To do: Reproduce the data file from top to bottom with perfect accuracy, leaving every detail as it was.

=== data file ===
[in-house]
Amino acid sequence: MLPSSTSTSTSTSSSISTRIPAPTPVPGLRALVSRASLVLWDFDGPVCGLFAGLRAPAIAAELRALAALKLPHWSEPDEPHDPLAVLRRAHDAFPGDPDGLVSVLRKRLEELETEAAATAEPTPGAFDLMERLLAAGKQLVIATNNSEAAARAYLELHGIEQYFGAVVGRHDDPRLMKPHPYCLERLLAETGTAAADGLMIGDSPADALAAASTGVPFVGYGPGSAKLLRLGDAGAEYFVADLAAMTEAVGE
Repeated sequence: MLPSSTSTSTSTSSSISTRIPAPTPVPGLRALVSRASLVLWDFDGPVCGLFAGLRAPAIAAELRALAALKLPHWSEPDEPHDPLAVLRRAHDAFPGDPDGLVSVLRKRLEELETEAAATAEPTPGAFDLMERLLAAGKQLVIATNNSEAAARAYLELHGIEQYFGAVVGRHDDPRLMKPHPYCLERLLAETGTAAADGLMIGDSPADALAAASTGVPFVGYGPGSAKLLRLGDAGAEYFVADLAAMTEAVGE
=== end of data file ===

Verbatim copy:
[in-house]
Amino acid sequence: MLPSSTSTSTSTSSSISTRIPAPTPVPGLRALVSRASLVLWDFDGPVCGLFAGLRAPAIAAELRALAALKLPHWSEPDEPHDPLAVLRRAHDAFPGDPDGLVSVLRKRLEELETEAAATAEPTPGAFDLMERLLAAGKQLVIATNNSEAAARAYLELHGIEQYFGAVVGRHDDPRLMKPHPYCLERLLAETGTAAADGLMIGDSPADALAAASTGVPFVGYGPGSAKLLRLGDAGAEYFVADLAAMTEAVGE
Repeated sequence: MLPSSTSTSTSTSSSISTRIPAPTPVPGLRALVSRASLVLWDFDGPVCGLFAGLRAPAIAAELRALAALKLPHWSEPDEPHDPLAVLRRAHDAFPGDPDGLVSVLRKRLEELETEAAATAEPTPGAFDLMERLLAAGKQLVIATNNSEAAARAYLELHGIEQYFGAVVGRHDDPRLMKPHPYCLERLLAETGTAAADGLMIGDSPADALAAASTGVPFVGYGPGSAKLLRLGDAGAEYFVADLAAMTEAVGE